Editorial – Addressing our economic fragility

Last week’s workforce reductions at Ross Video has brought to the forefront a nagging problem that continues in South Dundas and in Eastern Ontario – economic fragility. Specifically, how vulnerable our communities are to an economic downturn. Eastern Ontario keeps being ignored when it comes to large-scale investments and the good-paying jobs that go with it.

Ross Video is South Dundas’ largest employer and that business just expanded. The company expanded, then contracted its workforce. Outside of Ross Video, economic development growth has been limited to an announced distribution centre (Safavieh) and potential legal cannabis grow-ops. The municipality’s primary economic growth comes from retail, tourism, and agriculture. Except for the steady growth in agriculture, our growth hinges on market trends. Considering record high inflation, that outlook is not great.

Looking wider to the SDG Counties, logistics and tourism are the primary drivers of economic growth. Replacing good-paying jobs that have left with logistics positions, is no different than the previous panacea of replacing high-wage mill and factory jobs with low-wage call centre jobs in the 1990s and 2000s.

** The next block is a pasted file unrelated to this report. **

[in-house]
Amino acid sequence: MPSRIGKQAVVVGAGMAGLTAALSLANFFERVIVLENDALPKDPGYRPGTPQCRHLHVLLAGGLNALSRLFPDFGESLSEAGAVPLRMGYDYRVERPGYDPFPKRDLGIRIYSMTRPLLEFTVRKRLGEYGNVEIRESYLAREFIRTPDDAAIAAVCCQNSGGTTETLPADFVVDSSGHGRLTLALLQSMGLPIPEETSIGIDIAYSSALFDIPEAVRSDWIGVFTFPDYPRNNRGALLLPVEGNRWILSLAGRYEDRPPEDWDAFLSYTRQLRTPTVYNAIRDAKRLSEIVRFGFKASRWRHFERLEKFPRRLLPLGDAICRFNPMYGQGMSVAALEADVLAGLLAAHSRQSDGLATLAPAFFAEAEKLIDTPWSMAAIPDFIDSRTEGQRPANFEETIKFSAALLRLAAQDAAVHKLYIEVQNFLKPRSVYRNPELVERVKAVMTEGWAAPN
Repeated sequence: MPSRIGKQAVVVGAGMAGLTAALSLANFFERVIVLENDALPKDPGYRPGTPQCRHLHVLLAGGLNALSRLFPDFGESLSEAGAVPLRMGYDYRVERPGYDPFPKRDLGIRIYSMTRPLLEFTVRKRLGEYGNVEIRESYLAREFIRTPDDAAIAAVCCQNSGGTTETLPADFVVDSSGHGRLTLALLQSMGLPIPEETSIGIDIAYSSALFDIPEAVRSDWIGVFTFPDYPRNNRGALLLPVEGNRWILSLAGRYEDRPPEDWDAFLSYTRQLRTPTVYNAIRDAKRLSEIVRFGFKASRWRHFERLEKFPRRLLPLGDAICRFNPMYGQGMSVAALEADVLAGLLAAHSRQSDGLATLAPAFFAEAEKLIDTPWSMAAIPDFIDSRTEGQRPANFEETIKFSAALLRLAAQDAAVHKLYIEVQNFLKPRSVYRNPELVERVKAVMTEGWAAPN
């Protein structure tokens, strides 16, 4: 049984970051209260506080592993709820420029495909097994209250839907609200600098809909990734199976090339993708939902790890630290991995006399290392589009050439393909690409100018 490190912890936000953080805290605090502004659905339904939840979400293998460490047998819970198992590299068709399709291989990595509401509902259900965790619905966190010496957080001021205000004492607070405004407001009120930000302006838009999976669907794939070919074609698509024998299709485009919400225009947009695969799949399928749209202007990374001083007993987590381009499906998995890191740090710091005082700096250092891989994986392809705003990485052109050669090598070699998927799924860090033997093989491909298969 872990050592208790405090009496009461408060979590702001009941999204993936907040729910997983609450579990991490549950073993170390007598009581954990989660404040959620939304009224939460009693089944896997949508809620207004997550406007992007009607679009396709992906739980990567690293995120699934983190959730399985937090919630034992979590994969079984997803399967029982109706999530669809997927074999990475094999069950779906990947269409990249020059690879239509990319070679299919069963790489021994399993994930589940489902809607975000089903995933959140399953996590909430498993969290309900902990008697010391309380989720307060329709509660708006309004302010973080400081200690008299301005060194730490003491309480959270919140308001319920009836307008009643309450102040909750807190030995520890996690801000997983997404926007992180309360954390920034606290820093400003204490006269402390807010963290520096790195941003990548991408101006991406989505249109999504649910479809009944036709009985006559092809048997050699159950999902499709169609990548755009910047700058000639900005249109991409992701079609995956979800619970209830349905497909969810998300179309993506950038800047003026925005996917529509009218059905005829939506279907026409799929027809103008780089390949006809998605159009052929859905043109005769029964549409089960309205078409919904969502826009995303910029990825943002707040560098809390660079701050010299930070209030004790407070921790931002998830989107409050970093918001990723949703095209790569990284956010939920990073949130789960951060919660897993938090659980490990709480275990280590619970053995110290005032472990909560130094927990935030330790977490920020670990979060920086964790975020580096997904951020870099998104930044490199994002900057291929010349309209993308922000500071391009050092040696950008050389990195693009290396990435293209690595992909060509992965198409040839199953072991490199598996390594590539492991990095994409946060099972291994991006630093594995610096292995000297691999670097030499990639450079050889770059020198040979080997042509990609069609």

Ontario is on a kick to support “green jobs” building new battery plants and expanding the province’s automotive sector. Federal money is being spent in Quebec to do the same. It has been said before in The Leader, and elsewhere, that spending by various levels of government stops at Highway 416 and goes no further east. Yes, there are limited investments (we call that spending) to support projects, but none of these are of the scope, breadth, or depth of the projects moving forward in Toronto, the Golden Horseshoe, and southwestern Ontario.

It has come to be expected that this region will get left behind by those in upper levels of government. There is also an expectation that local politicians will get upset about this. Where are those squeaky wheels? Morrisburg just lost Beavers Dental, which closed up shop earlier this year with barely a whisper to mark the occasion. That is another 150 jobs gone with little outcry. Why do we not see more advocacy, more advertising, more shaking of fists and knocking on doors to get these big projects into South Dundas, or at least east of the 416 so some of our residents can financially benefit through employment?

South Dundas, and this region, has a housing crisis that mirrors that of the rest of the province and the country. We also have an employment crisis. By not working to get more jobs in the community that are significantly better paying than minimum wage – no one will ever get ahead.

There is a long-term risk of not addressing our economic fragility. One plant moving elsewhere, one larger company shutting down, will devastate this municipality and region. Our economic fragility needs serious consideration by all those involved.

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